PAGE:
Attention, First-Time Aldi Shoppers: Here’s Everything You Need to Know

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Edwin Vidal shops at a new Aldi location in St. Petersburg, Fla., on August 18, 2017. Sharon Steinmann/The Penny Hoarder

I’ve sworn by Trader Joe’s ever since I realized it was cheaper than Winn-Dixie. After cutting down my grocery bill by making the switch, I found it hard to believe that I could save any more money on groceries.

People swore to me Aldi was cheaper, but I wasn’t so sure about shopping there. I heard rumors that intimidated me, like that it’s usually packed and you can’t buy the brand names you would usually find at your grocery store.

My mom finally convinced me to go — and I was shocked that I was able to save even more on my groceries. I saved nearly $40 and bought even more items than I usually do — and they were all of high quality!

If you’ve been hesitant to take a trip to Aldi, it’s time. If you’re intimidated like I was, don’t be.

We’ve compiled 10 great tips for anyone looking to shop at Aldi stores for the first time:

1. Head in Early

People walk in and out of an Aldi store in St. Petersburg, Fla.

People shop at a new Aldi store in St. Petersburg, Fla., on Aug. 18, 2017. Sharon Steinmann/The Penny Hoarder

Considering Aldi is rapidly expanding in the U.S., it’s not uncommon to find the place packed.

To avoid getting lost in a sea of like-minded frugal shoppers, consider heading in early to get your grocery shopping done. But keep in mind that Aldi’s operating hours differ from conventional grocery store hours — it opens a bit later than you may be used to. Typical opening time is at 9 a.m., and hours may vary by location on the weekends.

2. Bring a Quarter

Donna Jenkins inserts a quarter to get a cart at a new Aldi in St. Petersburg, Fla. Each cart has a slot where you insert a quarter deposit to unlock it from the corral. But you get your quarter back when you return your cart.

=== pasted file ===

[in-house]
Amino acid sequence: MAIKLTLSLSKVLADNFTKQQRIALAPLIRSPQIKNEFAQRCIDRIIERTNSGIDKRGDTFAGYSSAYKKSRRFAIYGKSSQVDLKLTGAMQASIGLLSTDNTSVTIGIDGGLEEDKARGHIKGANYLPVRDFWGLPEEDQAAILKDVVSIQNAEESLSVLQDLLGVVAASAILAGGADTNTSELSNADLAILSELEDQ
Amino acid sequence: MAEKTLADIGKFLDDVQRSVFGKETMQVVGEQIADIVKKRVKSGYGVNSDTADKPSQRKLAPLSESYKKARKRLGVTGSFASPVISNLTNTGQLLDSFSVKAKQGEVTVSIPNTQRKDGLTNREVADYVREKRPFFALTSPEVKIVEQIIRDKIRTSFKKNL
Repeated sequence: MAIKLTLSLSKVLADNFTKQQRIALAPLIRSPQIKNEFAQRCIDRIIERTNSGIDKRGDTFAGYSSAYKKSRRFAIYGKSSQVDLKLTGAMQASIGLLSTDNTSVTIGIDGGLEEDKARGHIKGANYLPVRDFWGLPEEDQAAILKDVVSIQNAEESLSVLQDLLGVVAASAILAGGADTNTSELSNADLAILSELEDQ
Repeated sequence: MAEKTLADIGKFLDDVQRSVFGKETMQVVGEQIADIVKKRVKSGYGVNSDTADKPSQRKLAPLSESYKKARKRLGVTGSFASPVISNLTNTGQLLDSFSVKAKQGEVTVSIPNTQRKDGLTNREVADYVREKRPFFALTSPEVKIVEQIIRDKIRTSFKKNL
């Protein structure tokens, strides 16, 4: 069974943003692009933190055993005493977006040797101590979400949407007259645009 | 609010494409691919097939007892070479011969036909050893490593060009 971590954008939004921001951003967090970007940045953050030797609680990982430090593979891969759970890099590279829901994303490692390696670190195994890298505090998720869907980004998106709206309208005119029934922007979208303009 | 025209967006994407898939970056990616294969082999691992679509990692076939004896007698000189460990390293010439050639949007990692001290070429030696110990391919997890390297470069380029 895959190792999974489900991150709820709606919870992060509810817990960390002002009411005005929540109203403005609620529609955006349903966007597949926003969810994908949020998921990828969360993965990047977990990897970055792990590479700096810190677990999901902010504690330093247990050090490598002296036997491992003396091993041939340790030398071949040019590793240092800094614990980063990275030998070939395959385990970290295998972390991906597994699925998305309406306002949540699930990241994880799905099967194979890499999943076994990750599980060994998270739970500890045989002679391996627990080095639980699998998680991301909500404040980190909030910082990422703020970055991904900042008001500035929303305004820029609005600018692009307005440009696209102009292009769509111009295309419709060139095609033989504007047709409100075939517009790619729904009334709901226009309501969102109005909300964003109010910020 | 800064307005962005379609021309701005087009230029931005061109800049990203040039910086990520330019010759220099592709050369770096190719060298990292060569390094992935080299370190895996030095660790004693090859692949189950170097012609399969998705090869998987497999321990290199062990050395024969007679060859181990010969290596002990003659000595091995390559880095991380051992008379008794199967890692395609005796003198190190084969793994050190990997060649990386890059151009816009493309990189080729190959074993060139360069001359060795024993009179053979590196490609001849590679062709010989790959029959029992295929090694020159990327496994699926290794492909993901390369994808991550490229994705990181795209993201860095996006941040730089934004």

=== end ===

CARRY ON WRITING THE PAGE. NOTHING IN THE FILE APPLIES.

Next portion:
Donna Jenkins inserts a quarter to get a cart at an Aldi in St. Petersburg, Fla. Each cart has a slot where you insert a quarter deposit to unlock it from the corral. You get your quarter back when you return the cart. Sharon Steinmann/The Penny Hoarder

To use a cart, you’ll have to have a quarter. Each cart has a slot where you insert a quarter deposit to unlock it from the corral.

But don’t worry! You’ll get it back after you return the cart.

The idea behind this is that you have to put the cart back in the corral to get your 25 cents back. (Trust me, it’s impossible to pull the coin out of there.)

The quarter system helps keep labor costs low. Aldi doesn’t have to hire someone to gather carts from the parking lot, and shoppers have an incentive to return carts to the corral. Because most shoppers are willing to return their carts to get their money back, the system remains efficient — and the parking lot remains tidy.

3. Better Bring Your Own Bags Too

Reusable shopping bags for sale at an Aldi store.

At Aldi, you provide your own bags. You can also buy reusable grocery bags from the store. Sharon Steinmann/The Penny Hoarder

Aldi has low prices because it’s a no-frills kind of store. And it takes the no-frills concept quite seriously.

To keep costs and prices down, it doesn’t provide free bags. So make sure to bring your own!

If you forget to bring bags, you can buy paper or plastic ones for about 5 to 10 cents each, or you can just load your groceries directly into the cart without bags.

4. Look For Empty Boxes

Empty boxes are pictured on a shelf in an Aldi store.

Keep an eye out for empty boxes on shelves around the store. Aldi encourages shoppers to use them for groceries.
Sharon Steinmann/The Penny Hoarder

If you forget your reusable bags and don’t want to fork over your nickels for them, here’s a little hack that’ll come in handy.

Lizabeth Cole, director of public relations/communications at The Penny Hoarder, likes to keep an eye out for empty boxes on shelves around the store. When she forgets her bags, she uses them to carry her groceries to her car.

5. Be Ready to Bag Your Own Groceries

Cara Bridge and her son Camden Bridge, 3, both of St. Petersburg, Fla., bag their groceries after checking out. Sharon Steinmann/The Penny Hoarder

At the grocery store, you may be used to having a nice employee ask you, “Paper or plastic?”

Well, not at Aldi.

This might be the main thing that shocks Aldi first-timers: The responsibility of bagging groceries falls on you.

This may seem a little weird at first, but it’s another way the grocery chain keeps costs low.

Instead of paying someone to bag your groceries for you, Aldi lets you do it yourself. A little extra effort will save you in the long run, so try not to fret too much about it.

6. Make a List

Cara Bridge and her son Camden Bridge, 3, shop for frozen foods at Aldi.